Archive for October, 2014

Wonderful Woad!

Sunday, October 12th, 2014

 

Following a remark by friend and fellow-dyer Sue Craig that, if woad flowers gave a yellow colour, this could then be over-dyed with woad blue to give green, I felt moved to try this for myself. It seemed particularly useful for those years when one has a bumper crop of woad and would be unlikely to need the vast number of seeds the flowers would produce.

 

My experiments showed that, sure enough, yellow woad flowers do indeed give yellow dyes, which can be over-dyed in a woad vat to give pretty greens. Following this method, unmordanted wool produces a sage green and wool mordanted in alum gives a grass green.

 

To dye yellow with woad flowers, just use the usual simmering method and use at least 100% woad flowers for really rich colours. If you use both unmordanted and alum-mordanted wool, two different shades of green can be achieved, as described above.

 

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The photo above shows, from left to right: 1. woad flower yellow (no mordant), 2. number 1 over-dyed in the woad vat, 3. woad flower yellow (alum mordant), 4. number 3 over-dyed in the woad vat                                     (NOTE: No 2 is less blue & more green in tone in reality.)

 

Once woad leaves have been used to make a woad vat, the same leaves can be used again to make a dye bath for pinks and tans. So when you make a woad vat for blues, don’t throw away the leaves but retain them to use again. Just simmer these used leaves for about 30 to 45 minutes to extract the pink-tan dye, strain off the dye liquid and add the fibres (unmordanted and/or alum-mordanted). Simmer for 30 to 45 minutes, leave to cool, then rinse and wash as usual.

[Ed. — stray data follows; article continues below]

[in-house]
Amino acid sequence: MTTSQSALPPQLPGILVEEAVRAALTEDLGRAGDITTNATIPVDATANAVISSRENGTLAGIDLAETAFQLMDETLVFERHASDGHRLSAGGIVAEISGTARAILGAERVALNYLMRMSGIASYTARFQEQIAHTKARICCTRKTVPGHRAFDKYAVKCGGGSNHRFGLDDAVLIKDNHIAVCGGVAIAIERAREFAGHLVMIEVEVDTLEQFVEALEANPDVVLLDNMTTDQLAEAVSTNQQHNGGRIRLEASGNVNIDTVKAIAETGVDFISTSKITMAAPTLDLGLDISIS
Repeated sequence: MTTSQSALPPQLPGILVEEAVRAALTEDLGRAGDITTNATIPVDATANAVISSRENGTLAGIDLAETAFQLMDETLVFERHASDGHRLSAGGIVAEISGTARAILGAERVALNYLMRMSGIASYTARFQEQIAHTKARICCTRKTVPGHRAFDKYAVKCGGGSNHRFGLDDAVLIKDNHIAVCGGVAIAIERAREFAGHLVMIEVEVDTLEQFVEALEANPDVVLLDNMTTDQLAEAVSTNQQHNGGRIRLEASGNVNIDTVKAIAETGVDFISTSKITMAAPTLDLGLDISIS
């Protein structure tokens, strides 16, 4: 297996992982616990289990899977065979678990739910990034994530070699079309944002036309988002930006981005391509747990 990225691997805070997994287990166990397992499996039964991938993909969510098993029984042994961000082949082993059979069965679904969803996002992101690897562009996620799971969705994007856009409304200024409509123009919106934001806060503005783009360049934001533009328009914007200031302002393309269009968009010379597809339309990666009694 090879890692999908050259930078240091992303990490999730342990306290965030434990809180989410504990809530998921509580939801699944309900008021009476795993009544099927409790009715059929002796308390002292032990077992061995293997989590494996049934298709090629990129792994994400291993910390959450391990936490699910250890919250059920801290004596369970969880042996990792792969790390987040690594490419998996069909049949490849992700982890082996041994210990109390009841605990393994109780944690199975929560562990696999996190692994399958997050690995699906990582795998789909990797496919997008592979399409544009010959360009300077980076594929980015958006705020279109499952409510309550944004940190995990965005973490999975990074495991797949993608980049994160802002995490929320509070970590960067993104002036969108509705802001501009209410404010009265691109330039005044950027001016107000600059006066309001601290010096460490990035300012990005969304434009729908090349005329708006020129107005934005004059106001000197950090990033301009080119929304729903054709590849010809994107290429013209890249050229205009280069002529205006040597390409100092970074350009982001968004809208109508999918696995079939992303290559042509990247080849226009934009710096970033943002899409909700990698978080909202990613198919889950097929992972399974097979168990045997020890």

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The photo above shows, clockwise from top left: pale blue from the woad vat, darker blue from the same woad vat, pink from the leaves re-used after they have been processed for the woad vat (alum mordant), pink from the leaves re-used after they have been processed for the woad vat (no mordant)

 

This means that it is possible to achieve blues from the woad vat, pinks and tan from the same woad leaves after they have been processed for blues for the woad vat, and greens from the yellows produced from the flowers and over-dyed in the woad vat. Oh, and I’m forgetting to mention the pinks and soft greens available from the woad seeds! (See my latest book “A Heritage of Colour” for details and a photo of the colours from woad seeds.) Woad is indeed a remarkable dye plant!

 

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